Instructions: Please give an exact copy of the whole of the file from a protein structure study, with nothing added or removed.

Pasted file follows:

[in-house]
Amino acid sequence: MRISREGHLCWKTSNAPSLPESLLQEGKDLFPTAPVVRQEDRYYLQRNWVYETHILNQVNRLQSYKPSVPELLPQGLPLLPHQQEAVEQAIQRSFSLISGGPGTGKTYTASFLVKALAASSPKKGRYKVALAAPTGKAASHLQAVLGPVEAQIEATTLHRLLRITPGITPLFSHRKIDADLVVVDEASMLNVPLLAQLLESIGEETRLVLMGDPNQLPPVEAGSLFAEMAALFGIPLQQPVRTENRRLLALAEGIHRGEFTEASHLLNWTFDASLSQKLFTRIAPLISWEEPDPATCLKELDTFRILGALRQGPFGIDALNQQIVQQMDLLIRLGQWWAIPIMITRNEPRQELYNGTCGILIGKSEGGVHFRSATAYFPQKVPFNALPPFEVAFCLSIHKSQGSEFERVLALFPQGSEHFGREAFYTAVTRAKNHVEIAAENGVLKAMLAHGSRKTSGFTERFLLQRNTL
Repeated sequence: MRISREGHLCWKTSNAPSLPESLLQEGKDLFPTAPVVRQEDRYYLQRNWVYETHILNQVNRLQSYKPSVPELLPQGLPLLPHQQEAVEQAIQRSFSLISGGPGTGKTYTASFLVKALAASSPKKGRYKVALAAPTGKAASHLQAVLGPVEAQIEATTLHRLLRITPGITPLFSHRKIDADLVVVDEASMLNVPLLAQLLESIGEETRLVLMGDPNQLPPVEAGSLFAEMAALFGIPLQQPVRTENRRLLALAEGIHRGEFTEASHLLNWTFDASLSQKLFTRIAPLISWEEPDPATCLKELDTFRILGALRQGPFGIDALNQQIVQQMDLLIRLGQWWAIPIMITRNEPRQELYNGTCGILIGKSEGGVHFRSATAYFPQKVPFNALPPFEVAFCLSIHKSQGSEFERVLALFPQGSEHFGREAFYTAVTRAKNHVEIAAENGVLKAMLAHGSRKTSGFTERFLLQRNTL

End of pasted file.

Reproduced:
[in-house]
Amino acid sequence: MRISREGHLCWKTSNAPSLPESLLQEGKDLFPTAPVVRQEDRYYLQRNWVYETHILNQVNRLQSYKPSVPELLPQGLPLLPHQQEAVEQAIQRSFSLISGGPGTGKTYTASFLVKALAASSPKKGRYKVALAAPTGKAASHLQAVLGPVEAQIEATTLHRLLRITPGITPLFSHRKIDADLVVVDEASMLNVPLLAQLLESIGEETRLVLMGDPNQLPPVEAGSLFAEMAALFGIPLQQPVRTENRRLLALAEGIHRGEFTEASHLLNWTFDASLSQKLFTRIAPLISWEEPDPATCLKELDTFRILGALRQGPFGIDALNQQIVQQMDLLIRLGQWWAIPIMITRNEPRQELYNGTCGILIGKSEGGVHFRSATAYFPQKVPFNALPPFEVAFCLSIHKSQGSEFERVLALFPQGSEHFGREAFYTAVTRAKNHVEIAAENGVLKAMLAHGSRKTSGFTERFLLQRNTL
Repeated sequence: MRISREGHLCWKTSNAPSLPESLLQEGKDLFPTAPVVRQEDRYYLQRNWVYETHILNQVNRLQSYKPSVPELLPQGLPLLPHQQEAVEQAIQRSFSLISGGPGTGKTYTASFLVKALAASSPKKGRYKVALAAPTGKAASHLQAVLGPVEAQIEATTLHRLLRITPGITPLFSHRKIDADLVVVDEASMLNVPLLAQLLESIGEETRLVLMGDPNQLPPVEAGSLFAEMAALFGIPLQQPVRTENRRLLALAEGIHRGEFTEASHLLNWTFDASLSQKLFTRIAPLISWEEPDPATCLKELDTFRILGALRQGPFGIDALNQQIVQQMDLLIRLGQWWAIPIMITRNEPRQELYNGTCGILIGKSEGGVHFRSATAYFPQKVPFNALPPFEVAFCLSIHKSQGSEFERVLALFPQGSEHFGREAFYTAVTRAKNHVEIAAENGVLKAMLAHGSRKTSGFTERFLLQRNTL